CARAMEL, the latest project of ULI DRECHSLER, is part of a bigger idea: under the umbrella brand LIMINAL ZONE further releases will follow in the next months and years, starting now with CARAMEL. In an interview with Jürgen Plank, ULI DRECHSLER explains why he never wanted to be restricted to one genre, what he paid attention to when selecting his artistic comrades-in-arms and which sounds interest him.
Your current release under the band name Caramel is part of a larger project involving musicians and artists from various areas. Which configuration have you got in mind?
Uli Drechsler: I have made a lot of different music over the last 20 years, starting with Café Drechsler, jazz, electronics, music for films and so on. It has always been my wish to present everything I do in a more compacted way. So far, it has always been that I did a project which then fell apart after a year or two. Now I have created the platform Liminal Zone.
What happens on this platform?
Uli Drechsler: On Liminal Zone, three independent projects have been created parallel to each other over the last three and a half years. Caramel, the first to be released now, has the most references to jazz, world music and neo-classicism. Azure is a trip-hop project, we will release an EP in autumn of 2020 and next year we will release Chrome, a string ensemble with live electronics. It’s very much inspired by music for films. All this is laid out in a huge modular system, so that you can combine the projects. I have built my own box of music bricks. I’ve always been interested in not just committing myself to one genre, but in getting the best from everywhere.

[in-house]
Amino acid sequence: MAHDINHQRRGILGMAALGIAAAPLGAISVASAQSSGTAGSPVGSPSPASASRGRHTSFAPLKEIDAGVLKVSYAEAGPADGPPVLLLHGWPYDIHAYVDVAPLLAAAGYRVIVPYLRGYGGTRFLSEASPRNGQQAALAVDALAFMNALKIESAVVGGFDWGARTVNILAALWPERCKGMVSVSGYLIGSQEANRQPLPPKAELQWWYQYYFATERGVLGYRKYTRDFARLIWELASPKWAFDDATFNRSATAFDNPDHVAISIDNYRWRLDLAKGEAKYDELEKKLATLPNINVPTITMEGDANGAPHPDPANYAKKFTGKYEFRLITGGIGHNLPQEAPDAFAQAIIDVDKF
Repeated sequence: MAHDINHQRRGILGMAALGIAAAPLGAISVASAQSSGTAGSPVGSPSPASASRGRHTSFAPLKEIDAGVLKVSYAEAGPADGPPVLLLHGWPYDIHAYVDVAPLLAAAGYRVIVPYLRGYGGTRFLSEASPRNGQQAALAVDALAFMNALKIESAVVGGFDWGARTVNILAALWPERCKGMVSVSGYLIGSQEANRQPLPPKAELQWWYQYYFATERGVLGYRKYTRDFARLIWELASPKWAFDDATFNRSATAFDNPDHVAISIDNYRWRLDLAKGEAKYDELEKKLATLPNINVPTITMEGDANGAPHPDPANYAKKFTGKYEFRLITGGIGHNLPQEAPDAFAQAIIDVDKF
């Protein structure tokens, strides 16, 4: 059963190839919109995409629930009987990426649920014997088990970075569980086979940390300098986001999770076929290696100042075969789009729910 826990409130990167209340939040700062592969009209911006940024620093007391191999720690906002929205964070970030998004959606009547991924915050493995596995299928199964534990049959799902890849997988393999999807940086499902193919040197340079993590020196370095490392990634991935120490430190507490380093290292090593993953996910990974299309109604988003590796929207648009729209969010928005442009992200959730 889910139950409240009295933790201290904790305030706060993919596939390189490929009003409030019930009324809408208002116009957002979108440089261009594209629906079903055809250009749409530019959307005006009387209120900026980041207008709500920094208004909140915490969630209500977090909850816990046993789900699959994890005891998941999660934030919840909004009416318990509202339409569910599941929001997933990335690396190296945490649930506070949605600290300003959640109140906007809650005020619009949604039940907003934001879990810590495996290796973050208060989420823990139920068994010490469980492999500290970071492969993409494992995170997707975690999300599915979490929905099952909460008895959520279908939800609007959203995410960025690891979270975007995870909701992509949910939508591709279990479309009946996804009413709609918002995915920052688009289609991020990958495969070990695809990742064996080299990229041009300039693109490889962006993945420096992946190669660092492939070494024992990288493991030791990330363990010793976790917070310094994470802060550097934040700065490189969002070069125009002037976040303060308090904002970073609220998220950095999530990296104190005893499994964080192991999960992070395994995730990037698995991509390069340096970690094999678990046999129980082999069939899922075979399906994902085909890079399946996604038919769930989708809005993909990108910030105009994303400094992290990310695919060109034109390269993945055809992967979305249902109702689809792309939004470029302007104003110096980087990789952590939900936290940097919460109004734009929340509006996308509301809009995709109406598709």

If the three projects are so flexible and the musicians change among each other: can the music be created live only through improvisation?
Uli Drechsler: I’ve never written as much music as I have in recent years, I’ve now reached about 700 to 800 score pages. Simply because of the musical influences that interest me, the music is very clearly structured. There’s also the idea of putting a large orchestra together in two or three years, where everything is combined. The basic idea is to be able to work as flexible as possible with everything that I enjoy. I took a lot of time for the preparation, the idea was born 5 years ago, I started composing three and a half years ago.
Have there been any live presentations yet?
Uli Drechsler: We played test concerts at Supersense and Musikverein between autumn of 2018 and summer of 2019 to see how the music works live and how the musicians harmonize with each other. We will now have releases at regular intervals and set up activities with all three individual projects.
During the years of preparation you certainly had a lot to do with organizational tasks. How do you manage that and how did it start?